Date of Award


Document Type


Degree Name

Doctor of Education (EdD)


Teaching & Learning


The purpose of this descriptive study was to investigate how children become engaged readers in a third grade classroom. The study focused on what a teacher did to encourage children to read and environmental factors in the classroom helped create readers. The study was holistic in nature, including profiles of three students (two females and one male) who were chosen because they read if given free time. Observations were used to find out how the children interacted, what reading opportunities they were given, and what a teacher does to cultivate engagement. Qualitative research methodology was used. The data were collected by observations, formal and informal teacher interviews, student interviews of three children, and classroom artifacts. Seven assertions emerged: (a) When a teacher genuinely loves reading and models this, it helps students to appreciate and value reading; (b) Students, who believe they are good readers, practice more at reading and the more they practice the more engaged they become in reading; (c) Students who knew and followed the classroom expectations were given the freedom to make decisions regarding the utilization of their free time; (d) Literature incorporated into all areas of the curriculum helps children to become engaged in reading; (e) Students who see a purpose for reading, inside and outside the classroom, are more apt to be engaged readers; (f) A structured classroom that has an atmosphere of community building, expectations, and respect is conducive to motivating children intrinsically; (g) External motivators may lead to internal motivators, and internal motivators may lead to engaged readers. The data illustrated four factors that externally motivated the children: instructional strategies, teacher characteristics, choice, and classroom/environmental factors. Five internal factors were discovered that motivated the three engaged readers: choice, curiosity, self-direction, self-expression, and efficacy. Through the course of this study, it became apparent that both the teacher and the classroom environment played a large part in helping children become motivated to read, which in turn may cause children to become engaged readers.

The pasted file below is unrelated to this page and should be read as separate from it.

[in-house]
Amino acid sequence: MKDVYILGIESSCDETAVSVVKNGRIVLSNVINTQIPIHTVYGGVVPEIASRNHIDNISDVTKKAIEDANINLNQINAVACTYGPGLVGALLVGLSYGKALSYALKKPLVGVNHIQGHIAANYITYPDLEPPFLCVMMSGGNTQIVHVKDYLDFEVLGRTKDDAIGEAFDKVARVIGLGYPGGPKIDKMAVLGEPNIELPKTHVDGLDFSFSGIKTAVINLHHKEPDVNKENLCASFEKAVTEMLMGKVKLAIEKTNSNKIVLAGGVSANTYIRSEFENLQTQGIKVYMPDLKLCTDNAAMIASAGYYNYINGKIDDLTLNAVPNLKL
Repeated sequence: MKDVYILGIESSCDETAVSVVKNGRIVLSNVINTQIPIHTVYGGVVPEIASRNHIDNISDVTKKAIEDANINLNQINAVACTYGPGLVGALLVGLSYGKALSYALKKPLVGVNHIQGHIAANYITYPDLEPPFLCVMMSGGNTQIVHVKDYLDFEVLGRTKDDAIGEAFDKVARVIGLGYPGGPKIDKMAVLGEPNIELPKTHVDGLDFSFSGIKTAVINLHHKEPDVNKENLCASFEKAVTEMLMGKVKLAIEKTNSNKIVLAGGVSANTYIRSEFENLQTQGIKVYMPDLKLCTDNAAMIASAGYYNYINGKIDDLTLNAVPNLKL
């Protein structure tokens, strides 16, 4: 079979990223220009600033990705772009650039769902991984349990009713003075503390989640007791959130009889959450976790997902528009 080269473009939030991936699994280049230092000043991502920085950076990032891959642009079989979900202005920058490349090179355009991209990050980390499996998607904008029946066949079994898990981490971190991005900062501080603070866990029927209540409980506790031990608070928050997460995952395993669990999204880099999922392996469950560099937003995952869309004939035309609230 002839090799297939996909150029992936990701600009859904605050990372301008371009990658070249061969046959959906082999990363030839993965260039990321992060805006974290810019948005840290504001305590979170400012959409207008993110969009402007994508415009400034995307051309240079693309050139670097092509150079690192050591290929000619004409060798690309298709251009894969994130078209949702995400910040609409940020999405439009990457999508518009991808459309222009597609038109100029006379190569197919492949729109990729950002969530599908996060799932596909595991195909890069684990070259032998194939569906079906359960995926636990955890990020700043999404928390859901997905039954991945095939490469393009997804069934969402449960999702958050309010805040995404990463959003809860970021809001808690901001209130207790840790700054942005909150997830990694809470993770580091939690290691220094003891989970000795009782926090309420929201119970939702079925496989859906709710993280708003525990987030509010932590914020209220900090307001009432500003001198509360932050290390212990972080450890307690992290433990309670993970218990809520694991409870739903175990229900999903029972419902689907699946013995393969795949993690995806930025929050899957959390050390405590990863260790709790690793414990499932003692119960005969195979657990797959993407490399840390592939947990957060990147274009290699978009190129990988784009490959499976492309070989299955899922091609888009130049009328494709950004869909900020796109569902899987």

Included in

Psychology Commons